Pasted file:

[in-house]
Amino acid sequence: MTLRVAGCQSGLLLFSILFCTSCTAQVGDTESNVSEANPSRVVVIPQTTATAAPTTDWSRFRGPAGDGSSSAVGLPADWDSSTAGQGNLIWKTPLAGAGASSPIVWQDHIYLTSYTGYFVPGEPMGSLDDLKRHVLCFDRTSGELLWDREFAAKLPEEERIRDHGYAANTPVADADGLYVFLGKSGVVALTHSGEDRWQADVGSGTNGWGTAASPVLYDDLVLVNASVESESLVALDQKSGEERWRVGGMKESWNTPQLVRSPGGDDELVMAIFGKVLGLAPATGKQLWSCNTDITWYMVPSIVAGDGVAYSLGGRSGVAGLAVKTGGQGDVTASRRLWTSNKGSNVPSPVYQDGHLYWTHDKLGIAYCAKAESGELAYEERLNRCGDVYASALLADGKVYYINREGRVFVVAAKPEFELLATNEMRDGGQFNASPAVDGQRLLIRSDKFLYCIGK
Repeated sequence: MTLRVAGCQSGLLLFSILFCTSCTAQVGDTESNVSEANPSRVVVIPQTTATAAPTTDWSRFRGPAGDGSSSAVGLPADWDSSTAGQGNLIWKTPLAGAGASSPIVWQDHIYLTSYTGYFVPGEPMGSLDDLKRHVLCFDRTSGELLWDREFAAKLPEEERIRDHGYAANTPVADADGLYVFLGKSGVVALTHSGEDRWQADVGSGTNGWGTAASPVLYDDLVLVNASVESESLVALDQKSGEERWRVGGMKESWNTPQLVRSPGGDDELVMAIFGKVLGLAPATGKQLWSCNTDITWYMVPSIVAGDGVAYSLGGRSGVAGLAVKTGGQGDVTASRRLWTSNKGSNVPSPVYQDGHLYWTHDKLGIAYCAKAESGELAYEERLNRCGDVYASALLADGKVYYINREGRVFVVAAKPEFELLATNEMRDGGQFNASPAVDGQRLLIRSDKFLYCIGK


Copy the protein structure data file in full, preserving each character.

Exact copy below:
[in-house]
Amino acid sequence: MTLRVAGCQSGLLLFSILFCTSCTAQVGDTESNVSEANPSRVVVIPQTTATAAPTTDWSRFRGPAGDGSSSAVGLPADWDSSTAGQGNLIWKTPLAGAGASSPIVWQDHIYLTSYTGYFVPGEPMGSLDDLKRHVLCFDRTSGELLWDREFAAKLPEEERIRDHGYAANTPVADADGLYVFLGKSGVVALTHSGEDRWQADVGSGTNGWGTAASPVLYDDLVLVNASVESESLVALDQKSGEERWRVGGMKESWNTPQLVRSPGGDDELVMAIFGKVLGLAPATGKQLWSCNTDITWYMVPSIVAGDGVAYSLGGRSGVAGLAVKTGGQGDVTASRRLWTSNKGSNVPSPVYQDGHLYWTHDKLGIAYCAKAESGELAYEERLNRCGDVYASALLADGKVYYINREGRVFVVAAKPEFELLATNEMRDGGQFNASPAVDGQRLLIRSDKFLYCIGK
Repeated sequence: MTLRVAGCQSGLLLFSILFCTSCTAQVGDTESNVSEANPSRVVVIPQTTATAAPTTDWSRFRGPAGDGSSSAVGLPADWDSSTAGQGNLIWKTPLAGAGASSPIVWQDHIYLTSYTGYFVPGEPMGSLDDLKRHVLCFDRTSGELLWDREFAAKLPEEERIRDHGYAANTPVADADGLYVFLGKSGVVALTHSGEDRWQADVGSGTNGWGTAASPVLYDDLVLVNASVESESLVALDQKSGEERWRVGGMKESWNTPQLVRSPGGDDELVMAIFGKVLGLAPATGKQLWSCNTDITWYMVPSIVAGDGVAYSLGGRSGVAGLAVKTGGQGDVTASRRLWTSNKGSNVPSPVYQDGHLYWTHDKLGIAYCAKAESGELAYEERLNRCGDVYASALLADGKVYYINREGRVFVVAAKPEFELLATNEMRDGGQFNASPAVDGQRLLIRSDKFLYCIGK